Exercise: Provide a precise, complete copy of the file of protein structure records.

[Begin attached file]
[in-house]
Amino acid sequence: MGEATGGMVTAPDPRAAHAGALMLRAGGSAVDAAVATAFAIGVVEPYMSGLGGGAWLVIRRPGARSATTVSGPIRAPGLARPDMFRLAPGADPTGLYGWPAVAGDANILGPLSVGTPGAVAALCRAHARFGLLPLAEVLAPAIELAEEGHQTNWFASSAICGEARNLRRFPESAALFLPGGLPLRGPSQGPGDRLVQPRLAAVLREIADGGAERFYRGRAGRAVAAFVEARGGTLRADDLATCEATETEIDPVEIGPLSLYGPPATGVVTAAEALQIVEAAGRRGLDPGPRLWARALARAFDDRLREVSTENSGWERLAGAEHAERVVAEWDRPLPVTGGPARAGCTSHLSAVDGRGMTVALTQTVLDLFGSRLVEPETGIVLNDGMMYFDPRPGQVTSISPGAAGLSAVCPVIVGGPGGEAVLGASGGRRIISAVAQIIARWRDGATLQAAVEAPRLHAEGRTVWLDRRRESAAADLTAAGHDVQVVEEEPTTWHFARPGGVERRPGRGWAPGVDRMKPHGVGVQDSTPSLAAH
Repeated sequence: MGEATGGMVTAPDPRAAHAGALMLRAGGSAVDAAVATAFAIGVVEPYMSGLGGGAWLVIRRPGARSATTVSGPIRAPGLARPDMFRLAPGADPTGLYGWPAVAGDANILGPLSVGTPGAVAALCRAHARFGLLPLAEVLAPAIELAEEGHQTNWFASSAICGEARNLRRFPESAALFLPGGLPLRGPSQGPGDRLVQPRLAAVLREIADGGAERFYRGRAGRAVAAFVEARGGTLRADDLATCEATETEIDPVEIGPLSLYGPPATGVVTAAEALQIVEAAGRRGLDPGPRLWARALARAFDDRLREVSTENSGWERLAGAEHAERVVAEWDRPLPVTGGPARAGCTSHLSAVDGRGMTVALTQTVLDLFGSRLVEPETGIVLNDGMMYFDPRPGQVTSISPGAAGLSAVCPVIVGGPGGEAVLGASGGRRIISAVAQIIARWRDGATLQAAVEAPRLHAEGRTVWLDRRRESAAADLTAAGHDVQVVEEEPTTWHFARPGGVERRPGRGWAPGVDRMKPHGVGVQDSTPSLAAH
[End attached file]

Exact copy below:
[in-house]
Amino acid sequence: MGEATGGMVTAPDPRAAHAGALMLRAGGSAVDAAVATAFAIGVVEPYMSGLGGGAWLVIRRPGARSATTVSGPIRAPGLARPDMFRLAPGADPTGLYGWPAVAGDANILGPLSVGTPGAVAALCRAHARFGLLPLAEVLAPAIELAEEGHQTNWFASSAICGEARNLRRFPESAALFLPGGLPLRGPSQGPGDRLVQPRLAAVLREIADGGAERFYRGRAGRAVAAFVEARGGTLRADDLATCEATETEIDPVEIGPLSLYGPPATGVVTAAEALQIVEAAGRRGLDPGPRLWARALARAFDDRLREVSTENSGWERLAGAEHAERVVAEWDRPLPVTGGPARAGCTSHLSAVDGRGMTVALTQTVLDLFGSRLVEPETGIVLNDGMMYFDPRPGQVTSISPGAAGLSAVCPVIVGGPGGEAVLGASGGRRIISAVAQIIARWRDGATLQAAVEAPRLHAEGRTVWLDRRRESAAADLTAAGHDVQVVEEEPTTWHFARPGGVERRPGRGWAPGVDRMKPHGVGVQDSTPSLAAH
Repeated sequence: MGEATGGMVTAPDPRAAHAGALMLRAGGSAVDAAVATAFAIGVVEPYMSGLGGGAWLVIRRPGARSATTVSGPIRAPGLARPDMFRLAPGADPTGLYGWPAVAGDANILGPLSVGTPGAVAALCRAHARFGLLPLAEVLAPAIELAEEGHQTNWFASSAICGEARNLRRFPESAALFLPGGLPLRGPSQGPGDRLVQPRLAAVLREIADGGAERFYRGRAGRAVAAFVEARGGTLRADDLATCEATETEIDPVEIGPLSLYGPPATGVVTAAEALQIVEAAGRRGLDPGPRLWARALARAFDDRLREVSTENSGWERLAGAEHAERVVAEWDRPLPVTGGPARAGCTSHLSAVDGRGMTVALTQTVLDLFGSRLVEPETGIVLNDGMMYFDPRPGQVTSISPGAAGLSAVCPVIVGGPGGEAVLGASGGRRIISAVAQIIARWRDGATLQAAVEAPRLHAEGRTVWLDRRRESAAADLTAAGHDVQVVEEEPTTWHFARPGGVERRPGRGWAPGVDRMKPHGVGVQDSTPSLAAH